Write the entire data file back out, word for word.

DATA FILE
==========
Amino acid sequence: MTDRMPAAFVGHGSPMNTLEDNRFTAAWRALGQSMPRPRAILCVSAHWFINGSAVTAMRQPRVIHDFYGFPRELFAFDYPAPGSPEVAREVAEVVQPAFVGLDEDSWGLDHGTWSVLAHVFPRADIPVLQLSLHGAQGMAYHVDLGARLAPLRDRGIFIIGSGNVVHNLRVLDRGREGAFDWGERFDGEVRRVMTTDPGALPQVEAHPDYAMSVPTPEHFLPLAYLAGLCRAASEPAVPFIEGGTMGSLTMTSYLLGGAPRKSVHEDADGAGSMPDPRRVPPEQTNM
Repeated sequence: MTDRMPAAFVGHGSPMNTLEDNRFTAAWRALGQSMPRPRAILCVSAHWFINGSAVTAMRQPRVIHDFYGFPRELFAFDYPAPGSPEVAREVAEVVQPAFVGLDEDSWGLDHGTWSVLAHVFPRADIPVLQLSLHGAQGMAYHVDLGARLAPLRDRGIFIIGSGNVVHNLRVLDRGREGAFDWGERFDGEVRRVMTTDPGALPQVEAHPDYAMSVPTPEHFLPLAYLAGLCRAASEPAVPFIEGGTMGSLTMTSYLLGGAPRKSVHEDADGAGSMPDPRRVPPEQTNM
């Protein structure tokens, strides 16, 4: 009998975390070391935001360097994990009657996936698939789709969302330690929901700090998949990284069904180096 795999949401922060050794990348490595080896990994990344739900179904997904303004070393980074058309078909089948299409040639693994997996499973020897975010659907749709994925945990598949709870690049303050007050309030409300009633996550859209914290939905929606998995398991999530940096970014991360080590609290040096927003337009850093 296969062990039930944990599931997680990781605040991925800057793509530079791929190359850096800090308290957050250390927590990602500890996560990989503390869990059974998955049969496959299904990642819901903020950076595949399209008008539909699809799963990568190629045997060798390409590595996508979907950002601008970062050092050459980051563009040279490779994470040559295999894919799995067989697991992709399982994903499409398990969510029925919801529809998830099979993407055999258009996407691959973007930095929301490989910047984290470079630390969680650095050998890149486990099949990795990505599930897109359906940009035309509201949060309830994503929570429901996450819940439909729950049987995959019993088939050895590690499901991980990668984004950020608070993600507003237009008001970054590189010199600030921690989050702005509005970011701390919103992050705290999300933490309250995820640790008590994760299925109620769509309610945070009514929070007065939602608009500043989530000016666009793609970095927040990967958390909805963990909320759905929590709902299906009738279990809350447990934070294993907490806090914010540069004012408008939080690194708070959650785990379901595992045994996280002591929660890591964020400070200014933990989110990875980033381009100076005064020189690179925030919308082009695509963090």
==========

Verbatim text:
Amino acid sequence: MTDRMPAAFVGHGSPMNTLEDNRFTAAWRALGQSMPRPRAILCVSAHWFINGSAVTAMRQPRVIHDFYGFPRELFAFDYPAPGSPEVAREVAEVVQPAFVGLDEDSWGLDHGTWSVLAHVFPRADIPVLQLSLHGAQGMAYHVDLGARLAPLRDRGIFIIGSGNVVHNLRVLDRGREGAFDWGERFDGEVRRVMTTDPGALPQVEAHPDYAMSVPTPEHFLPLAYLAGLCRAASEPAVPFIEGGTMGSLTMTSYLLGGAPRKSVHEDADGAGSMPDPRRVPPEQTNM
Repeated sequence: MTDRMPAAFVGHGSPMNTLEDNRFTAAWRALGQSMPRPRAILCVSAHWFINGSAVTAMRQPRVIHDFYGFPRELFAFDYPAPGSPEVAREVAEVVQPAFVGLDEDSWGLDHGTWSVLAHVFPRADIPVLQLSLHGAQGMAYHVDLGARLAPLRDRGIFIIGSGNVVHNLRVLDRGREGAFDWGERFDGEVRRVMTTDPGALPQVEAHPDYAMSVPTPEHFLPLAYLAGLCRAASEPAVPFIEGGTMGSLTMTSYLLGGAPRKSVHEDADGAGSMPDPRRVPPEQTNM
């Protein structure tokens, strides 16, 4: 009998975390070391935001360097994990009657996936698939789709969302330690929901700090998949990284069904180096 795999949401922060050794990348490595080896990994990344739900179904997904303004070393980074058309078909089948299409040639693994997996499973020897975010659907749709994925945990598949709870690049303050007050309030409300009633996550859209914290939905929606998995398991999530940096970014991360080590609290040096927003337009850093 296969062990039930944990599931997680990781605040991925800057793509530079791929190359850096800090308290957050250390927590990602500890996560990989503390869990059974998955049969496959299904990642819901903020950076595949399209008008539909699809799963990568190629045997060798390409590595996508979907950002601008970062050092050459980051563009040279490779994470040559295999894919799995067989697991992709399982994903499409398990969510029925919801529809998830099979993407055999258009996407691959973007930095929301490989910047984290470079630390969680650095050998890149486990099949990795990505599930897109359906940009035309509201949060309830994503929570429901996450819940439909729950049987995959019993088939050895590690499901991980990668984004950020608070993600507003237009008001970054590189010199600030921690989050702005509005970011701390919103992050705290999300933490309250995820640790008590994760299925109620769509309610945070009514929070007065939602608009500043989530000016666009793609970095927040990967958390909805963990909320759905929590709902299906009738279990809350447990934070294993907490806090914010540069004012408008939080690194708070959650785990379901595992045994996280002591929660890591964020400070200014933990989110990875980033381009100076005064020189690179925030919308082009695509963090």